“The cold always helps things,” said Josh Lane, registered sanitarian for the Washington County Health Department. “Typically whenever you have foods that are out of temperature for four hours, that’s when the throw away point should be.”

When it comes to coolers, pack them tightly with cold foods and minimize the number of times they are opened and closed.

“The old wise trick is to freeze some water bottles and surround your food, because those double as a drink later when they start to melt,” Heydinger said.

The FDA also stresses washing produce thoroughly, always using new plates and utensils when dealing with meats, and keeping prepared salads and side dishes on ice as long as possible.

“And avoid packing types of berries if you want fruit, and instead stick to things with rinds, like an orange or a grapefruit, because you do not have to worry about keeping those cold,” Heydinger said.

Lane said despite the importance of handling meat properly and keeping produce cold, there is one aspect of safe picnicking that might seem obvious, but it still the most important.

“The first thing we stress is hand washing, which is our method on about everything,” Lane said. “That’s priority number one as far as preventing the spread of bacteria.”

Where to Go

Whether you are stepping out on a lunch break or spending the day with family, Marietta and the surrounding area has plenty of places to sit outside and enjoy a picnic.

Though your own backyard or any public stretch of grass and trees can be suitable, there are some staple areas that people love to picnic.

“The best place we have is here is hands-down Buckeye Park,” said Susan Joyce of the City of Marietta Recreation Department. “That’s got the ponds, the recreation, and the pavilion, and it’s also the most used.”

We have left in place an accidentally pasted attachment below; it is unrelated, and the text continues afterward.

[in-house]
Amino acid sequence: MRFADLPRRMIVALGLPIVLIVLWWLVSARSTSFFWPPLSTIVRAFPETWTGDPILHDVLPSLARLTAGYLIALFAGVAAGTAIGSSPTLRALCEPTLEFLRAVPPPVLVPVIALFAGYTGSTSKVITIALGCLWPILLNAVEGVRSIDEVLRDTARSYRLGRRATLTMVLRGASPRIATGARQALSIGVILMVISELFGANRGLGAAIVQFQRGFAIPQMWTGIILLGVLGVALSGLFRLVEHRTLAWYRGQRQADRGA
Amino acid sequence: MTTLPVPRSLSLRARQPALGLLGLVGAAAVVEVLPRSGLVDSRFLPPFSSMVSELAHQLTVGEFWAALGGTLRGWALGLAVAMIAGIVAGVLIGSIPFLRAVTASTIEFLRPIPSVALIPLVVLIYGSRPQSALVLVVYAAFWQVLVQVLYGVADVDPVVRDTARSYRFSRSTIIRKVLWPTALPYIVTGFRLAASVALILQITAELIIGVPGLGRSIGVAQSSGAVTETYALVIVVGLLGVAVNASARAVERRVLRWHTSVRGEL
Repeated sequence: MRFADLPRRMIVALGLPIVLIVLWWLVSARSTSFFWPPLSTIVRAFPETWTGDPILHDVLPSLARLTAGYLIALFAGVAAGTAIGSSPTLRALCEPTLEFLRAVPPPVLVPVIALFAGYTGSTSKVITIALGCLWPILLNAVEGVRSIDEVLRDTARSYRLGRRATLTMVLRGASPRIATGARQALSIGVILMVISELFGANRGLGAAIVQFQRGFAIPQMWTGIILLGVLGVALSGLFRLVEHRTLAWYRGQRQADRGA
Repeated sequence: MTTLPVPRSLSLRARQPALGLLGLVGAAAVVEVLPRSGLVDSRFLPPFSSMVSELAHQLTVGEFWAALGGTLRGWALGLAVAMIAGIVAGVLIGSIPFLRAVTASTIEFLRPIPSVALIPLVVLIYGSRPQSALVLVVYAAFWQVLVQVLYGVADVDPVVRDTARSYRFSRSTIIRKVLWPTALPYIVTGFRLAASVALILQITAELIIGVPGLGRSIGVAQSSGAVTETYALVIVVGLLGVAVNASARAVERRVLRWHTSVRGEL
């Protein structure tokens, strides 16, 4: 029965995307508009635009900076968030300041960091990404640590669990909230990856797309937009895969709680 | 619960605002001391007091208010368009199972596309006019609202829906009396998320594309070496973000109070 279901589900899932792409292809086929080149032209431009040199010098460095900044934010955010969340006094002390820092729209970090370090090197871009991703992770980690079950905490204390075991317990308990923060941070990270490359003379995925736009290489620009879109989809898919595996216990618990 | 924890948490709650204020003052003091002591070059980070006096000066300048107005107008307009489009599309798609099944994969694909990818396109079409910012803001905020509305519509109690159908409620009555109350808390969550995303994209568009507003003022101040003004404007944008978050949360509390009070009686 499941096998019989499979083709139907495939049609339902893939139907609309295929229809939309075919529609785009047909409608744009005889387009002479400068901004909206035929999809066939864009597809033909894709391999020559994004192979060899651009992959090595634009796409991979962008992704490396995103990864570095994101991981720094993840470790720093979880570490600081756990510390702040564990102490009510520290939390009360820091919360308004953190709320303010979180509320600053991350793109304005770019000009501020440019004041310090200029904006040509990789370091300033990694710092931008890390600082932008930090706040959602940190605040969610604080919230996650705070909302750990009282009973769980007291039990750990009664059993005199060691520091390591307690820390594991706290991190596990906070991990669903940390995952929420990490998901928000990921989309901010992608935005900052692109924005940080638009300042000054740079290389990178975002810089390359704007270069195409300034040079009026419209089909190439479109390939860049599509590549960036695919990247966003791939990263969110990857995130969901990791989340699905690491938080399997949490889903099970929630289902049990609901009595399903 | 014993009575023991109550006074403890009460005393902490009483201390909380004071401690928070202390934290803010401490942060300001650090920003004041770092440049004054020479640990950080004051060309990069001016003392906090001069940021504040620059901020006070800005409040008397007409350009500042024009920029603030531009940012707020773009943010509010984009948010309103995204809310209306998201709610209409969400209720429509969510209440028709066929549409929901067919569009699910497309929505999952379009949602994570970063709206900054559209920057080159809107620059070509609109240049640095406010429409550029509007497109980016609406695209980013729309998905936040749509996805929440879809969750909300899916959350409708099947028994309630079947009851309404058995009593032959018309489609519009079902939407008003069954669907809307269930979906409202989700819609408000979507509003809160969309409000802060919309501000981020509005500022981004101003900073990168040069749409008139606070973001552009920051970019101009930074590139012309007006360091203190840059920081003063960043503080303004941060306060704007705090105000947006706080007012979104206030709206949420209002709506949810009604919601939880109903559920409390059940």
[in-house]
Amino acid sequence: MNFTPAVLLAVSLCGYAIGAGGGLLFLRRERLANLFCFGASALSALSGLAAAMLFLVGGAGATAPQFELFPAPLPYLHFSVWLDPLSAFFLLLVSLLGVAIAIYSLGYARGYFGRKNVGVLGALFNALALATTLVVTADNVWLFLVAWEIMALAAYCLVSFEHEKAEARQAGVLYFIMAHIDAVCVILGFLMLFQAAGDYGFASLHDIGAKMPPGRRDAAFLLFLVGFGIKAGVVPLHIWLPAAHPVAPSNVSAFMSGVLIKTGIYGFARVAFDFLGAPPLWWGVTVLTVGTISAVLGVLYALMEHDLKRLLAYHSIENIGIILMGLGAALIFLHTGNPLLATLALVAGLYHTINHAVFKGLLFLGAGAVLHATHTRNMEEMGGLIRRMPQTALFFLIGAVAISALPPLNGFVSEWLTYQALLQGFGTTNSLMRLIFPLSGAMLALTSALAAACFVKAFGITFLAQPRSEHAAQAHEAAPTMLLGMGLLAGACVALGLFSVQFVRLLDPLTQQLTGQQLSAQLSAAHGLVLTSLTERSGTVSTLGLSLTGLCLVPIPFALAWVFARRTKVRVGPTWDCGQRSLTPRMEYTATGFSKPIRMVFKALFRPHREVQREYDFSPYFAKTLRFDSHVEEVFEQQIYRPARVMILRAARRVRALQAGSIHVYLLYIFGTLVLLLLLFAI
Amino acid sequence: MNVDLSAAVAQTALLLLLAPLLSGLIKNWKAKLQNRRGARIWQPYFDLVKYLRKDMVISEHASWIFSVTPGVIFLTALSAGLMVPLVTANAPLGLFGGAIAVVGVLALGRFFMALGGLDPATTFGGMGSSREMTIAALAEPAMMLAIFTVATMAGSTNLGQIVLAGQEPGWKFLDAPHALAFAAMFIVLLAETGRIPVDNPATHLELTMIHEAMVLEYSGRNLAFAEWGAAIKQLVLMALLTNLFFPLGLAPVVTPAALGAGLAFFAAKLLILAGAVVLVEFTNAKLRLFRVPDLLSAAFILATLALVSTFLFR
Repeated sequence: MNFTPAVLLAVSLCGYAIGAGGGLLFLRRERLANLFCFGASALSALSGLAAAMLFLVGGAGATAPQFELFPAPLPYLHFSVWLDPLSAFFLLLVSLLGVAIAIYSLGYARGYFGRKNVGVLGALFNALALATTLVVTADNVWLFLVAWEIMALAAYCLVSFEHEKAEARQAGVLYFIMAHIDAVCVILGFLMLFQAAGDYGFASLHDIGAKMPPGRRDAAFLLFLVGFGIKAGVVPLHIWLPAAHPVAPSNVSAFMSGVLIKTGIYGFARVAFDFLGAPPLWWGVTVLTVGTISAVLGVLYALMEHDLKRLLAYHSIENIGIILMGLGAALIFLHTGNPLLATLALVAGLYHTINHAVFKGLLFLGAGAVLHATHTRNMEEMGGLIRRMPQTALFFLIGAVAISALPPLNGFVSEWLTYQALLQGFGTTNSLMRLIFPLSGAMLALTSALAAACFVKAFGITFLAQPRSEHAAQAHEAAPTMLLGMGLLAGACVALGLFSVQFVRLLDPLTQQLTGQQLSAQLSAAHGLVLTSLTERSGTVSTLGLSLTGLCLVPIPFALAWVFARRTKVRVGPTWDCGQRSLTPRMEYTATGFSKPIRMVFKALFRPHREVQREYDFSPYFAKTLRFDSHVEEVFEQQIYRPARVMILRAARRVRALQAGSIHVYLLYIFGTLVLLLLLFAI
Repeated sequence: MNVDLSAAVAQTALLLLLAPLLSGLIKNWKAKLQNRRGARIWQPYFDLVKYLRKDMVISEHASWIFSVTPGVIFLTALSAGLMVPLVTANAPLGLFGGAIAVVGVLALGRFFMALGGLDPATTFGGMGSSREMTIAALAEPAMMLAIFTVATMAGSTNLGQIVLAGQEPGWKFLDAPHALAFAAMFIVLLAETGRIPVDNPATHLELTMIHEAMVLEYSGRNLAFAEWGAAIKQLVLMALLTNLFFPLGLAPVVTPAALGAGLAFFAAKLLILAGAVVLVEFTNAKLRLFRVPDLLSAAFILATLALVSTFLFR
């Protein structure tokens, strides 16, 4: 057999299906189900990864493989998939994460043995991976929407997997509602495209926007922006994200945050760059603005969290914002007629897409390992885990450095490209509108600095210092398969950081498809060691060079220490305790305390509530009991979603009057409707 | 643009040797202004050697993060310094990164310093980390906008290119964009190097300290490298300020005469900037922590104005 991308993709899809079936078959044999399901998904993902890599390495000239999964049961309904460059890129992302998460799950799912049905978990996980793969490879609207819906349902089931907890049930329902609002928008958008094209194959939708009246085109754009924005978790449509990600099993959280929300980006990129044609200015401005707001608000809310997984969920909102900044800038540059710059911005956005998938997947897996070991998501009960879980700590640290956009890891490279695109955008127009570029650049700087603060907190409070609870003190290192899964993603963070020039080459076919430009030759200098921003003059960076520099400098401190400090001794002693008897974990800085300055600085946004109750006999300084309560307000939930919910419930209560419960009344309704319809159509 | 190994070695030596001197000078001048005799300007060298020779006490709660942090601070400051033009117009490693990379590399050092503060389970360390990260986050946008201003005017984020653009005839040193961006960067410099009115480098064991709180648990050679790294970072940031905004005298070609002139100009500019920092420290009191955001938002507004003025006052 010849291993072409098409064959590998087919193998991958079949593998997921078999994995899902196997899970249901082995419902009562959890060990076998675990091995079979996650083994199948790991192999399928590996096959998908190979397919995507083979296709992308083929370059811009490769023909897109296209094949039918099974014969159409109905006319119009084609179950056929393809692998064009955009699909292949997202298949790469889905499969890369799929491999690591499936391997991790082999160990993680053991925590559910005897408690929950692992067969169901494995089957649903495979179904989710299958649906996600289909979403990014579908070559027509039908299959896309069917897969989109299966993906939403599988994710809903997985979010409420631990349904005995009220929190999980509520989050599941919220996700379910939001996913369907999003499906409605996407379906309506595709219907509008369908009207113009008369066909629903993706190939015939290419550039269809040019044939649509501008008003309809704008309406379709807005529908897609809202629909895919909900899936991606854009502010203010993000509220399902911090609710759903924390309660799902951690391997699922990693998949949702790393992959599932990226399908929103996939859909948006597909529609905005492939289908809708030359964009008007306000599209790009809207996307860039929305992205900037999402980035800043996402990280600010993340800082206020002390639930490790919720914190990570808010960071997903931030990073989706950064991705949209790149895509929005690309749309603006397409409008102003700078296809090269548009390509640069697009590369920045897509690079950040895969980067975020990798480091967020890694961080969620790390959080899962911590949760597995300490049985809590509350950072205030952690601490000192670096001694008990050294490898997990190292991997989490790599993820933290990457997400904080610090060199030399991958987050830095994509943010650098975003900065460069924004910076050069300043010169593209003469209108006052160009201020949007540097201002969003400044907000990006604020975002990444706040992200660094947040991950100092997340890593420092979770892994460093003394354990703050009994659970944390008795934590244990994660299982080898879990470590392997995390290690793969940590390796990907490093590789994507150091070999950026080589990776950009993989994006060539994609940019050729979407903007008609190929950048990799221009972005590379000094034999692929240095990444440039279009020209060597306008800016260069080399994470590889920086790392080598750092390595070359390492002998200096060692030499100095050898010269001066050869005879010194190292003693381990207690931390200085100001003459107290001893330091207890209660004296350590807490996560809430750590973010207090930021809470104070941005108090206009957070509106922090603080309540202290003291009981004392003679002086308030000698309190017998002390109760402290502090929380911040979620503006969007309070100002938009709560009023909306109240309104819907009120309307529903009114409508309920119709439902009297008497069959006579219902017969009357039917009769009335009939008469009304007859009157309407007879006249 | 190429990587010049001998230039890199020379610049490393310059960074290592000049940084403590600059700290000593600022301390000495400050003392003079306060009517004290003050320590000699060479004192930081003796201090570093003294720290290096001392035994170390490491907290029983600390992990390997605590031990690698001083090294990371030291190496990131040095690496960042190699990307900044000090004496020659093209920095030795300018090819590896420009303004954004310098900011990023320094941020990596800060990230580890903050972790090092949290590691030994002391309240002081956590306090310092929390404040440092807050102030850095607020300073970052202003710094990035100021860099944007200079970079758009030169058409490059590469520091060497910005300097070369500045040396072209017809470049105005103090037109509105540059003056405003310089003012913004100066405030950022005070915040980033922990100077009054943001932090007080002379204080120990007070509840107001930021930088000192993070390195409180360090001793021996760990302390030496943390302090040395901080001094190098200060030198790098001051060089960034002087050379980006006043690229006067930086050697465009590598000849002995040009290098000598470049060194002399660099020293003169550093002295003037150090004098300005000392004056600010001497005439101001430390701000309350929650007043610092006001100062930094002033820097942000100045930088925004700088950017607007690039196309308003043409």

Joyce said the pavilion at Buckeye Park is rented out by groups almost every weekend of the summer.

“A lot of people also like Lookout Park, and people rent it out and use it for picnics, reunions, showers and parties,” she said.

Christian Hudspeth, public relations and social media coordinator of the Marietta-Washington County Convention and Visitors Bureau, said Lookout Point is also a local gem for picnics.

“Lookout Point is a picnic destination with arguably one of the best views in the county,” Hudspeth said. “It doesn’t get much better than having lunch while being able to view the majority of Marietta.”

Kage Queen, 21, of Williamstown, said it is all about the view when it comes to picnic spots.

“My favorite place to go is McDonough Wildlife Park in Vienna, because it has this huge observation area to look out at while you’re eating,” he said.

McDonough Park is one of the few places to picnic in the area where you can not only sit down and eat, but enjoy a 277-acre wildlife area with deer, turkeys and even foxes.

Heydinger said there are also some larger venues that are perfect spots if you have some extra time.

“Marietta has plenty of places and plenty of parks, but the (Wayne) National Forest is a great place people might not think of,” he said. “There you can enjoy the sun and you’re right out in nature.”

There are also nearby state parks like North Bend in West Virginia or Wolf Run north of Marietta if you can make a day trip out of your picnic.

Leith Run Recreation in Newport is also a great place with access to grills, picnic shelters and playgrounds, and the Civitan Park in Belpre and Dodge Park in Beverly offer fun park experiences.

Eating down on the Ohio River Levee or at Muskingum Park are great riverside spots too, Hudspeth said.

“Muskingum Park has all the historical monuments scattered throughout the green space and has a gazebo in case the weather takes a turn for the worse,” he said.